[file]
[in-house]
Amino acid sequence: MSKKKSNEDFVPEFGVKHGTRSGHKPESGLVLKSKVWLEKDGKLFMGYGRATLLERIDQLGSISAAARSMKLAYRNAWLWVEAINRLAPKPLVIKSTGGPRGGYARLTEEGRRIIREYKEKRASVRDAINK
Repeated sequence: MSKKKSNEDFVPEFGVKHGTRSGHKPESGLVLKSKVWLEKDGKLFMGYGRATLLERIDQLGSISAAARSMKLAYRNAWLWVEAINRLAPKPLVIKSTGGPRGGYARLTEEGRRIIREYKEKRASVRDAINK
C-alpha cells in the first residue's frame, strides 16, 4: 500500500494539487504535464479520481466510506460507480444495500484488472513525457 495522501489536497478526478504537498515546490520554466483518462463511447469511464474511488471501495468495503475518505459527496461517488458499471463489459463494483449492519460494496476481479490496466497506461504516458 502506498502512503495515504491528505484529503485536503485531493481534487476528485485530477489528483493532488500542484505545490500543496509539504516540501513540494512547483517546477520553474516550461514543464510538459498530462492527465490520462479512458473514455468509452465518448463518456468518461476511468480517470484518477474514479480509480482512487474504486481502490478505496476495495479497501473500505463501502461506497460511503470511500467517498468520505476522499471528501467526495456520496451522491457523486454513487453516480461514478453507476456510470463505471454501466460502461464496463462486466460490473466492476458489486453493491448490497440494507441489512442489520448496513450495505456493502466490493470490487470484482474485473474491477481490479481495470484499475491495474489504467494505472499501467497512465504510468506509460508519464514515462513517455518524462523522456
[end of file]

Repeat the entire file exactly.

[in-house]
Amino acid sequence: MSKKKSNEDFVPEFGVKHGTRSGHKPESGLVLKSKVWLEKDGKLFMGYGRATLLERIDQLGSISAAARSMKLAYRNAWLWVEAINRLAPKPLVIKSTGGPRGGYARLTEEGRRIIREYKEKRASVRDAINK
Repeated sequence: MSKKKSNEDFVPEFGVKHGTRSGHKPESGLVLKSKVWLEKDGKLFMGYGRATLLERIDQLGSISAAARSMKLAYRNAWLWVEAINRLAPKPLVIKSTGGPRGGYARLTEEGRRIIREYKEKRASVRDAINK
C-alpha cells in the first residue's frame, strides 16, 4: 500500500494539487504535464479520481466510506460507480444495500484488472513525457 495522501489536497478526478504537498515546490520554466483518462463511447469511464474511488471501495468495503475518505459527496461517488458499471463489459463494483449492519460494496476481479490496466497506461504516458 502506498502512503495515504491528505484529503485536503485531493481534487476528485485530477489528483493532488500542484505545490500543496509539504516540501513540494512547483517546477520553474516550461514543464510538459498530462492527465490520462479512458473514455468509452465518448463518456468518461476511468480517470484518477474514479480509480482512487474504486481502490478505496476495495479497501473500505463501502461506497460511503470511500467517498468520505476522499471528501467526495456520496451522491457523486454513487453516480461514478453507476456510470463505471454501466460502461464496463462486466460490473466492476458489486453493491448490497440494507441489512442489520448496513450495505456493502466490493470490487470484482474485473474491477481490479481495470484499475491495474489504467494505472499501467497512465504510468506509460508519464514515462513517455518524462523522456